• Absolutely authoritative precedents in India: Every court in India is absolutely bound by the decisions of courts superior to itself. The subordinate courts are bound to follow the decisions of the High Court to which they are subordinate. A single judge of a High Court is bound by the decision of a bench of two or more judges. All courts are absolutely bound by decisions of the Supreme Court.
  • Conditionally Authoritative Precedents: A conditionally authoritative precedent is one which, though ordinarily binding on the court before which it is cited, is liable to be disregarded in certain circumstances.
    The court is entitled to disregard a decision if it is a wrong one, i.e., contrary to law and reason. In India, for instance, the decision of a Single Judge of the High Court is absolutely authoritative so far as the subordinate judiciary is concerned, but it is only conditionally authoritative when cited before a Division Bench of the same High Court.

The doctrine of Stare Decisis

The doctrine of stare decisis means “adhere to the decision and do not unsettle things which are 10 EP-JI&GL established”. It is a useful doctrine intended to bring about certainty and uniformity in the law. Under the stare decisis doctrine, a principle of law that has become settled by a series of decisions generally is binding on the courts and should be followed in similar cases. In simple words, the principle means that like cases should be decided alike. This rule is based on public policy and expediency. Although generally the doctrine should be strictly adhered to by the courts, it is not universally applicable. The doctrine should not be regarded as a rigid and inevitable doctrine that must be applied at the cost of justice.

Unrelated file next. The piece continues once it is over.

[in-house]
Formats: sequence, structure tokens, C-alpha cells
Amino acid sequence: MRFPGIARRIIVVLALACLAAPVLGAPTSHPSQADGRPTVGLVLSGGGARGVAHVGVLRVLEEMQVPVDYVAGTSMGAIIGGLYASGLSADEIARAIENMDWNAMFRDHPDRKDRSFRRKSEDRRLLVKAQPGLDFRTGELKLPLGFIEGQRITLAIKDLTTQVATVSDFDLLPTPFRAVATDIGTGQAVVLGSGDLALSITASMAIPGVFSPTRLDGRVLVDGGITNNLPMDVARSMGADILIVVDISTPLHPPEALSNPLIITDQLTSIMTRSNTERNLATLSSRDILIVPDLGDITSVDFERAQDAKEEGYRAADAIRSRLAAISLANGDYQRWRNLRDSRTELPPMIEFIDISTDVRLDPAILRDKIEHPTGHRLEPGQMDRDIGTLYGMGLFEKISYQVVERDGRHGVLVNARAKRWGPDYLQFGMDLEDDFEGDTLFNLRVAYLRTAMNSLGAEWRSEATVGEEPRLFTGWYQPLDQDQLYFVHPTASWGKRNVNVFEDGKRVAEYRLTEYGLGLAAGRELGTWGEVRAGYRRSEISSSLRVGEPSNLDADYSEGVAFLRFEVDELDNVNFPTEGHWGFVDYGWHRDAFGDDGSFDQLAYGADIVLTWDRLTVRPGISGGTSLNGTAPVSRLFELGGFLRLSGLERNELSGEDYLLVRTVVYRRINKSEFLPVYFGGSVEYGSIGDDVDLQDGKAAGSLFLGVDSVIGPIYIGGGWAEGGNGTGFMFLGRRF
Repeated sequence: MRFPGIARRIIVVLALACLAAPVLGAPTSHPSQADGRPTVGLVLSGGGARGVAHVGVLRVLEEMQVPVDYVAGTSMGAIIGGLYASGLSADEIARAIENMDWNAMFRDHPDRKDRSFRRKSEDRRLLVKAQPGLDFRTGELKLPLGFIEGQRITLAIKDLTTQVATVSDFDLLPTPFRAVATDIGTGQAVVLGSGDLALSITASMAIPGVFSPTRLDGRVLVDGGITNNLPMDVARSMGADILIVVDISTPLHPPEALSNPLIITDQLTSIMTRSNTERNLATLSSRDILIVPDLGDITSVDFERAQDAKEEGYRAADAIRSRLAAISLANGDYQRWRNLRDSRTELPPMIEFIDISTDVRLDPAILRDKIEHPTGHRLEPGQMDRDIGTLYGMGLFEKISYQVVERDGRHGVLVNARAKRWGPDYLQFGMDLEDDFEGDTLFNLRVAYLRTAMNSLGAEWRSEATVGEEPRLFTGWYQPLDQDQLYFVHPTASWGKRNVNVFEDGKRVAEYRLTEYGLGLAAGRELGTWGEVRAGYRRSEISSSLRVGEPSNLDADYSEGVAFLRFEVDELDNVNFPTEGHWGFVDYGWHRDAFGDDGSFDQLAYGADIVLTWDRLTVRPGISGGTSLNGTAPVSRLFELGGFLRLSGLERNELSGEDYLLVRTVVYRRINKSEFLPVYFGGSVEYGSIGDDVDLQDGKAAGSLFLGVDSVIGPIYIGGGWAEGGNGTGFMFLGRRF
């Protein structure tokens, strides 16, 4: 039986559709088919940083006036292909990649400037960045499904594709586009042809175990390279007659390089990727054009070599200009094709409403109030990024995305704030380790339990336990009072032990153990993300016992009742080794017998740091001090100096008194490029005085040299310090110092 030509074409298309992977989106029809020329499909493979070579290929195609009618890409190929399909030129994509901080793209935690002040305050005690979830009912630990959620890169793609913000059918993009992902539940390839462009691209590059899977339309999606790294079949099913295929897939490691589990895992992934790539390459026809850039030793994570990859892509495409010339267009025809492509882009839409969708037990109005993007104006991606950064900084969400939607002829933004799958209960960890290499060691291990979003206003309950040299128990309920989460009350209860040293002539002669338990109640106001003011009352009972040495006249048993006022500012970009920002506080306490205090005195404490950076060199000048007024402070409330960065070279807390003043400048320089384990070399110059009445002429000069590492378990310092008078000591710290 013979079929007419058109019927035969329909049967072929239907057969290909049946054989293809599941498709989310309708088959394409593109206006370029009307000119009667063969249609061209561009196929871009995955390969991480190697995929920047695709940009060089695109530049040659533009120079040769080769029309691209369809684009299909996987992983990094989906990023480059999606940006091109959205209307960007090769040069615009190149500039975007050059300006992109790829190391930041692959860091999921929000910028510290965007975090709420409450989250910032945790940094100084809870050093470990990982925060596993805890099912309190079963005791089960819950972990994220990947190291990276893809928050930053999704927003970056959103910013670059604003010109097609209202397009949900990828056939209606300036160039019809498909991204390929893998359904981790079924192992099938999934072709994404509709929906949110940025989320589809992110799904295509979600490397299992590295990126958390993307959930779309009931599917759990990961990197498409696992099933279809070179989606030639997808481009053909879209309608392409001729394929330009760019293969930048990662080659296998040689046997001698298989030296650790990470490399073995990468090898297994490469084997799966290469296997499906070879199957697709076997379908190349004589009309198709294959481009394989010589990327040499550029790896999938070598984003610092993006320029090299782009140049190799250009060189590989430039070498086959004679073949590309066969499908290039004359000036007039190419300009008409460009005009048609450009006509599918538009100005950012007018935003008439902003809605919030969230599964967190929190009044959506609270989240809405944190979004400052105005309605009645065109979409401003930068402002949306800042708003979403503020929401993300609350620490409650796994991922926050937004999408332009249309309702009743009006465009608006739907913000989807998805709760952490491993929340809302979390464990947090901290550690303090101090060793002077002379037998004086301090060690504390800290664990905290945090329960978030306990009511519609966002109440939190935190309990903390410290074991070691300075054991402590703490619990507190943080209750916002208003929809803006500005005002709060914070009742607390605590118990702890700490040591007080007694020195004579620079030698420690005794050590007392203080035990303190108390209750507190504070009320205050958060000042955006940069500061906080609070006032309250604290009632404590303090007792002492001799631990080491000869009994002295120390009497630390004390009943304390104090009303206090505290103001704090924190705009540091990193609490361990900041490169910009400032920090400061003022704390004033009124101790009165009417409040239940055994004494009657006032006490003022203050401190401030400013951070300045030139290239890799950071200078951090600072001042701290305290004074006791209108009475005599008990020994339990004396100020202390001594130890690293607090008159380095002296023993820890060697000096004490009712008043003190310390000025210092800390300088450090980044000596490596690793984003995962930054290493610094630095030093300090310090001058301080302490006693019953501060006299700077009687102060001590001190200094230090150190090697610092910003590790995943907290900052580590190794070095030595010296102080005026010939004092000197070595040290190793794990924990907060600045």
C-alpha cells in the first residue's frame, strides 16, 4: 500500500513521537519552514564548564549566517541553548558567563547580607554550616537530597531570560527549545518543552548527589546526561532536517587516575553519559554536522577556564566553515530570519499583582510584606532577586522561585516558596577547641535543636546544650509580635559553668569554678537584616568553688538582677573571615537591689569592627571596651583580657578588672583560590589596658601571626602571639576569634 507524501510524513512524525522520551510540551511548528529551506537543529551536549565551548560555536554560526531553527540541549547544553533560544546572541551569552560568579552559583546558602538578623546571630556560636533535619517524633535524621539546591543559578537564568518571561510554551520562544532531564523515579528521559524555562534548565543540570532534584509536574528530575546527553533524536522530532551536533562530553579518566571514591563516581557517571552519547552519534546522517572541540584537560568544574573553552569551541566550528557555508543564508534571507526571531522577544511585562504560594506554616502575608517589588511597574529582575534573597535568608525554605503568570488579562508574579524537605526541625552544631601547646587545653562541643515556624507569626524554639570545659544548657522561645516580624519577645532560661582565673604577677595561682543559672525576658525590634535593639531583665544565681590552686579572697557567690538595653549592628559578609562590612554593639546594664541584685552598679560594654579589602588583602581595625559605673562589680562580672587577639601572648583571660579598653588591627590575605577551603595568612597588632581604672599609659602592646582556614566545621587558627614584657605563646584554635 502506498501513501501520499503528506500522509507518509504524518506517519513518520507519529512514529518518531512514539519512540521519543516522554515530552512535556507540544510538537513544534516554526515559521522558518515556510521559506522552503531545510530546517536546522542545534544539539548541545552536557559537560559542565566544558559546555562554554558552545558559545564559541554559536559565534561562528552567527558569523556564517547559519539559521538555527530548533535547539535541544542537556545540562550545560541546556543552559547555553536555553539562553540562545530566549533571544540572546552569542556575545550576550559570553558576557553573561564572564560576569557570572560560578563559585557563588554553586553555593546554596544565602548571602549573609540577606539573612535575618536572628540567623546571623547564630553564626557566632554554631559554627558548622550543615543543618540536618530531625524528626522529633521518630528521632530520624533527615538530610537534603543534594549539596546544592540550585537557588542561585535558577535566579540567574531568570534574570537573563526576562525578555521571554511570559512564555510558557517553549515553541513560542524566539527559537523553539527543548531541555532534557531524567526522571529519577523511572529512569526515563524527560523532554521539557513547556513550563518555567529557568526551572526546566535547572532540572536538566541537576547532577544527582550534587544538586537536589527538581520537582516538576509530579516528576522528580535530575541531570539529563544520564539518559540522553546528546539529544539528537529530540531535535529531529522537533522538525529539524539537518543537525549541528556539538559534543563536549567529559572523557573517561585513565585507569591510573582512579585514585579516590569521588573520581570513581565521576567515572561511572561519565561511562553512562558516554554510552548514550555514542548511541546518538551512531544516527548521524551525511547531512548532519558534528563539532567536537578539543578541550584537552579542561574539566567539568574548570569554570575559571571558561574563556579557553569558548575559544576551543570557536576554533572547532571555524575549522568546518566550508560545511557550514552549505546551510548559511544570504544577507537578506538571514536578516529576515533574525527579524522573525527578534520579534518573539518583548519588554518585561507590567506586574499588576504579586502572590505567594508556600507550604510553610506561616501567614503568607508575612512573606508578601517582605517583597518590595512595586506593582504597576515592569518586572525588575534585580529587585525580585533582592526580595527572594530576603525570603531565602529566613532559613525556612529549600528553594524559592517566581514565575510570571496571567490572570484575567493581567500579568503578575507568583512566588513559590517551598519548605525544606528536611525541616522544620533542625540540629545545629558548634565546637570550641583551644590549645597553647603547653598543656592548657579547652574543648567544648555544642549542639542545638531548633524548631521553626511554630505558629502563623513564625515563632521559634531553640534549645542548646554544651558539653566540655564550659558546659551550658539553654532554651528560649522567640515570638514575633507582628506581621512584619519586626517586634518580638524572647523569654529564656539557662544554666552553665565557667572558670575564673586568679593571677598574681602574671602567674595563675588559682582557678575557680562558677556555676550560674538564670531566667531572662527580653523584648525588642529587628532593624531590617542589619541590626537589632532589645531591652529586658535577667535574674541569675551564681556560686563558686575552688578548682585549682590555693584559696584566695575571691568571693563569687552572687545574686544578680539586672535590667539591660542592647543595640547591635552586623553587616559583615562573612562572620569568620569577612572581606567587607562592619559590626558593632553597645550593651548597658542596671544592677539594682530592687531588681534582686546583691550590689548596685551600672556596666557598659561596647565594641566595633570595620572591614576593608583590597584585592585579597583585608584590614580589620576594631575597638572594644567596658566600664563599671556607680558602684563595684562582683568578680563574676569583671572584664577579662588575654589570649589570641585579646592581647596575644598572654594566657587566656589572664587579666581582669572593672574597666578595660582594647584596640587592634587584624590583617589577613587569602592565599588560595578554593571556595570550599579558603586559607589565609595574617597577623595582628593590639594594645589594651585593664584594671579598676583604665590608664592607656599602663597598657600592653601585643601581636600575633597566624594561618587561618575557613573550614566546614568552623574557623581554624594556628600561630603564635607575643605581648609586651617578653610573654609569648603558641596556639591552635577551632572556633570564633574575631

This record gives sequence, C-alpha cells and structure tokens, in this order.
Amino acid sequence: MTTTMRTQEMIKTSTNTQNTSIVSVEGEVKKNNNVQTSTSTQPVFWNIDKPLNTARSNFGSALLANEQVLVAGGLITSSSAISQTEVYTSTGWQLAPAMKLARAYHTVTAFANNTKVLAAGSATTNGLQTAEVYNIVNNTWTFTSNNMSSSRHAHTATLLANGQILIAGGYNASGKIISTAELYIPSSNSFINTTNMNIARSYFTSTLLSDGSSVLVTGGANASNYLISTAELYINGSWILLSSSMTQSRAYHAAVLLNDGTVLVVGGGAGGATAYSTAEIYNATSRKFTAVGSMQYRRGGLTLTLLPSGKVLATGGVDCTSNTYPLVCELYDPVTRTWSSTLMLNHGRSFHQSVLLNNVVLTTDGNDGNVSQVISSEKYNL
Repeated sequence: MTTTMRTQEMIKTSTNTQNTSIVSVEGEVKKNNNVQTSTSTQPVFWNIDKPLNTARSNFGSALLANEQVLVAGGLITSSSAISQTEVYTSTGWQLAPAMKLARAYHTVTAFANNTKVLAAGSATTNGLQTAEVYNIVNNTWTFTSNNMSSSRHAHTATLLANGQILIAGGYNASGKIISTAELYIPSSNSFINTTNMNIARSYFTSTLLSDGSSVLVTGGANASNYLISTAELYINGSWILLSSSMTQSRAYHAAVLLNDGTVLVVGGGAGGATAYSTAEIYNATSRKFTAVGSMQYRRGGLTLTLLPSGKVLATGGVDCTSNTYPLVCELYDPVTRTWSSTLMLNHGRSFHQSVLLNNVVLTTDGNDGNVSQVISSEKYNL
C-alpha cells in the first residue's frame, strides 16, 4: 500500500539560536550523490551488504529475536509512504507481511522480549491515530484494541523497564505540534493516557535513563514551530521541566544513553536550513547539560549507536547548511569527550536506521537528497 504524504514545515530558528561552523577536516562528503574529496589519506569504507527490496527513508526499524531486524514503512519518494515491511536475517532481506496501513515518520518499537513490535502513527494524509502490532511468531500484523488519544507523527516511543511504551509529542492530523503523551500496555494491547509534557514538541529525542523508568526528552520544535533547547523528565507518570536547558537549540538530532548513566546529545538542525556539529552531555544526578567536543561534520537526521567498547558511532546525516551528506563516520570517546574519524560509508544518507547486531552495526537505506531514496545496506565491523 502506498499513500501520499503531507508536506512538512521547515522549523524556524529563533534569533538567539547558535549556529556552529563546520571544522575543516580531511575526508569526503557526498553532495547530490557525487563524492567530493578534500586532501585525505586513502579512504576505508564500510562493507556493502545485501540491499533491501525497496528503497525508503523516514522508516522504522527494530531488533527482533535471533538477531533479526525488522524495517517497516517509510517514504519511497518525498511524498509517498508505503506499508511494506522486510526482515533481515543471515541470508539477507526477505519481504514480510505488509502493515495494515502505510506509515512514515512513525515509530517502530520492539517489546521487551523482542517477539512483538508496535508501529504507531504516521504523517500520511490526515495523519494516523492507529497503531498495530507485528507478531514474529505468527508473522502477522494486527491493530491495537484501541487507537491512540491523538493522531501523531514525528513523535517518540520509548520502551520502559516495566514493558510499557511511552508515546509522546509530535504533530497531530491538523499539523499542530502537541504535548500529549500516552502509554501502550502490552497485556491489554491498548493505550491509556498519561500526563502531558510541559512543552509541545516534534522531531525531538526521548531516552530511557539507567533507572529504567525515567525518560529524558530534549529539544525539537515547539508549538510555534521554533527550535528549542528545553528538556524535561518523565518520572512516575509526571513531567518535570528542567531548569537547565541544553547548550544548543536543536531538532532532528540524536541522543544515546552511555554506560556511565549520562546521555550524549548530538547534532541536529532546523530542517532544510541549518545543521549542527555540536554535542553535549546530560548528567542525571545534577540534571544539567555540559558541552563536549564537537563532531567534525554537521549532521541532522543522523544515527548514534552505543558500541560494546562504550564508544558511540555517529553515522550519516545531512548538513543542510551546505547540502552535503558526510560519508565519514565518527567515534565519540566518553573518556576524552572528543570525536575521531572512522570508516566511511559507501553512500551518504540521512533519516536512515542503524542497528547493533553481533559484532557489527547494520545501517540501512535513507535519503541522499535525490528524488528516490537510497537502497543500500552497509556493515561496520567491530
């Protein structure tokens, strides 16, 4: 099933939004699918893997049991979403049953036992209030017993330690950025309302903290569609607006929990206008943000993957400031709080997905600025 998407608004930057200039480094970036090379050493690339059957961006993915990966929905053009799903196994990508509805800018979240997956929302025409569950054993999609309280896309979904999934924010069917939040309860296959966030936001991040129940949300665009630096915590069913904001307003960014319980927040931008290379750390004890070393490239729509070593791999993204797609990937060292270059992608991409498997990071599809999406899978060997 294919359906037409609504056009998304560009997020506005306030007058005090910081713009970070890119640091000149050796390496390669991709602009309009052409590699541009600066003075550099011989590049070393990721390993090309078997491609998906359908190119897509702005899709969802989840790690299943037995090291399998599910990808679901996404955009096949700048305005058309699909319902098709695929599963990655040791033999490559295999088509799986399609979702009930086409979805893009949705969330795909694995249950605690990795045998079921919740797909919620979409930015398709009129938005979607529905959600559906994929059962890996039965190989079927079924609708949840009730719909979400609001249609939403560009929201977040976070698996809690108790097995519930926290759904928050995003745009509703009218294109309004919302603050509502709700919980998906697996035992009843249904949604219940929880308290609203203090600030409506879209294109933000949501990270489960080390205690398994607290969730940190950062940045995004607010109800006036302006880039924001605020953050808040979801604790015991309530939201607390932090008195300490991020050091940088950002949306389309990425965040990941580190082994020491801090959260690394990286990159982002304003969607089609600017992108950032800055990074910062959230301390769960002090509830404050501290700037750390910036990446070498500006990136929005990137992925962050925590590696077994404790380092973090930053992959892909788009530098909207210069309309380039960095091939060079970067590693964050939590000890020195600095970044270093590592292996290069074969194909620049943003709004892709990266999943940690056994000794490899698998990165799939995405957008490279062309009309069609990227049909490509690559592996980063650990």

Ratio Decidendi

The underlying principle of a judicial decision, which is only authoritative, is termed as ratio decidendi. The proposition of law which is necessary for the decision or could be extracted from the decision constitutes the ratio. The concrete decision is binding between the parties to it. The abstract ratio decidendi alone has the force of law as regards the world at large. In other words, the authority of a decision as a precedent lies in its ratio decidendi. Prof. Goodhart says that ratio decidendi is nothing more than a decision based on the material facts of the case. Where an issue requires to be answered on principles, the principles which are deduced by way of abstraction of the material facts of the case eliminating the immaterial elements is known as ratio decidendi and such principle is not only applicable to that case but to other cases also which are of similar nature. It is the ratio decidendi or the general principle which has the binding effect as a precedent, and not the obiter dictum. However, the determination or separation of ratio decidendi from the obiter dictum is not so easy. It is for the judge to determine the ratio decidendi and to apply it to the case to be decided.